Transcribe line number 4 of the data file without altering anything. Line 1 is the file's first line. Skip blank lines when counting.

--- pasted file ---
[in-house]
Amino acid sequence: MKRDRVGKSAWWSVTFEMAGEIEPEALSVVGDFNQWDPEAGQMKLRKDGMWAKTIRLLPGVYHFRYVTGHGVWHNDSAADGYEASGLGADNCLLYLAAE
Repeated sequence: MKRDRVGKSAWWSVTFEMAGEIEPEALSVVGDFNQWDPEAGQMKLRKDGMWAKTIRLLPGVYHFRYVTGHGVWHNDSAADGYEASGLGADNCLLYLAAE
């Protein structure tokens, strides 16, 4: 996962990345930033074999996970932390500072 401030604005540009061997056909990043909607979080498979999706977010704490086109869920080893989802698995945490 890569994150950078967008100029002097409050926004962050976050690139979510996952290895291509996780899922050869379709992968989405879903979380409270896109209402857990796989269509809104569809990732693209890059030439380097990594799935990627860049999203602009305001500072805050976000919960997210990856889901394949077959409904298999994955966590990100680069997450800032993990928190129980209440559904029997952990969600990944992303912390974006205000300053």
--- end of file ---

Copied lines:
């Protein structure tokens, strides 16, 4: 996962990345930033074999996970932390500072 401030604005540009061997056909990043909607979080498979999706977010704490086109869920080893989802698995945490 890569994150950078967008100029002097409050926004962050976050690139979510996952290895291509996780899922050869379709992968989405879903979380409270896109209402857990796989269509809104569809990732693209890059030439380097990594799935990627860049999203602009305001500072805050976000919960997210990856889901394949077959409904298999994955966590990100680069997450800032993990928190129980209440559904029997952990969600990944992303912390974006205000300053």